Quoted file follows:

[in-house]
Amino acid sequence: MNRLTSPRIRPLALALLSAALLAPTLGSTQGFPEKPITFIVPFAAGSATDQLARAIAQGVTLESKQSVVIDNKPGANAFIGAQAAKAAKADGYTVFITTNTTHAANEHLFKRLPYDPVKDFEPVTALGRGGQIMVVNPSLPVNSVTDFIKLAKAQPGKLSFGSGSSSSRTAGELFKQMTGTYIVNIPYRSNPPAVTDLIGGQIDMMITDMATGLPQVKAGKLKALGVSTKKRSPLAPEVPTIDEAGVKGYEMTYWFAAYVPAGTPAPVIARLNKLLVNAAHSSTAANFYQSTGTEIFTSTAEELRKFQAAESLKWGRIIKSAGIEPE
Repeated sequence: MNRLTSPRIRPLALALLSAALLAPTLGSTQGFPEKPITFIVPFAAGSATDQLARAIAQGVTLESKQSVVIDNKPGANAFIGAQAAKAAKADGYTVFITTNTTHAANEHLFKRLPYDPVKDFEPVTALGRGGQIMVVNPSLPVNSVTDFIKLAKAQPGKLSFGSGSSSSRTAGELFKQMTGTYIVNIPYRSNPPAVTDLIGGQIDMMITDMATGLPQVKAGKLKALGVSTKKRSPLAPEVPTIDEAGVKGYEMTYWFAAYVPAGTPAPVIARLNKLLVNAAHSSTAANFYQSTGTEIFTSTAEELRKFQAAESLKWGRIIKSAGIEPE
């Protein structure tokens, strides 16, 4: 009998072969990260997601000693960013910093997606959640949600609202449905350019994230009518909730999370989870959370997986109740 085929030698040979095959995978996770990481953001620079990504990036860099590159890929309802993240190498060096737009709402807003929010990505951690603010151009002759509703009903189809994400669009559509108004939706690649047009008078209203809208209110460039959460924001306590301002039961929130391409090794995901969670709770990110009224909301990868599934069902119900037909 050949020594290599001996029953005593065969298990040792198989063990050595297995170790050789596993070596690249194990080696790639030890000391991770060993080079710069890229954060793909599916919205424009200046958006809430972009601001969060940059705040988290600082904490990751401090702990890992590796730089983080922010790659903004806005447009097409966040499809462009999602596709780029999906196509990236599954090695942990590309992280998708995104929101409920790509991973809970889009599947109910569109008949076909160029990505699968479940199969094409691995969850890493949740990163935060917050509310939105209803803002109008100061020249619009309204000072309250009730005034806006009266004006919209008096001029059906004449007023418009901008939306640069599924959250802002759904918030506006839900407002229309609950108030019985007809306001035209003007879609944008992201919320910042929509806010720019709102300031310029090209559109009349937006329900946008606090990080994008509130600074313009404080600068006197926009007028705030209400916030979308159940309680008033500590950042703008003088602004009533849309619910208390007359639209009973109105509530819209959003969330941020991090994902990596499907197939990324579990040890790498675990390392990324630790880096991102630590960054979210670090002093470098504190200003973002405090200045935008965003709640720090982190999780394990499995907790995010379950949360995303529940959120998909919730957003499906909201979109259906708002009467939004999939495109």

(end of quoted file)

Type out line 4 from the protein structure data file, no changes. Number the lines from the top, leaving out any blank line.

């Protein structure tokens, strides 16, 4: 009998072969990260997601000693960013910093997606959640949600609202449905350019994230009518909730999370989870959370997986109740 085929030698040979095959995978996770990481953001620079990504990036860099590159890929309802993240190498060096737009709402807003929010990505951690603010151009002759509703009903189809994400669009559509108004939706690649047009008078209203809208209110460039959460924001306590301002039961929130391409090794995901969670709770990110009224909301990868599934069902119900037909 050949020594290599001996029953005593065969298990040792198989063990050595297995170790050789596993070596690249194990080696790639030890000391991770060993080079710069890229954060793909599916919205424009200046958006809430972009601001969060940059705040988290600082904490990751401090702990890992590796730089983080922010790659903004806005447009097409966040499809462009999602596709780029999906196509990236599954090695942990590309992280998708995104929101409920790509991973809970889009599947109910569109008949076909160029990505699968479940199969094409691995969850890493949740990163935060917050509310939105209803803002109008100061020249619009309204000072309250009730005034806006009266004006919209008096001029059906004449007023418009901008939306640069599924959250802002759904918030506006839900407002229309609950108030019985007809306001035209003007879609944008992201919320910042929509806010720019709102300031310029090209559109009349937006329900946008606090990080994008509130600074313009404080600068006197926009007028705030209400916030979308159940309680008033500590950042703008003088602004009533849309619910208390007359639209009973109105509530819209959003969330941020991090994902990596499907197939990324579990040890790498675990390392990324630790880096991102630590960054979210670090002093470098504190200003973002405090200045935008965003709640720090982190999780394990499995907790995010379950949360995303529940959120998909919730957003499906909201979109259906708002009467939004999939495109």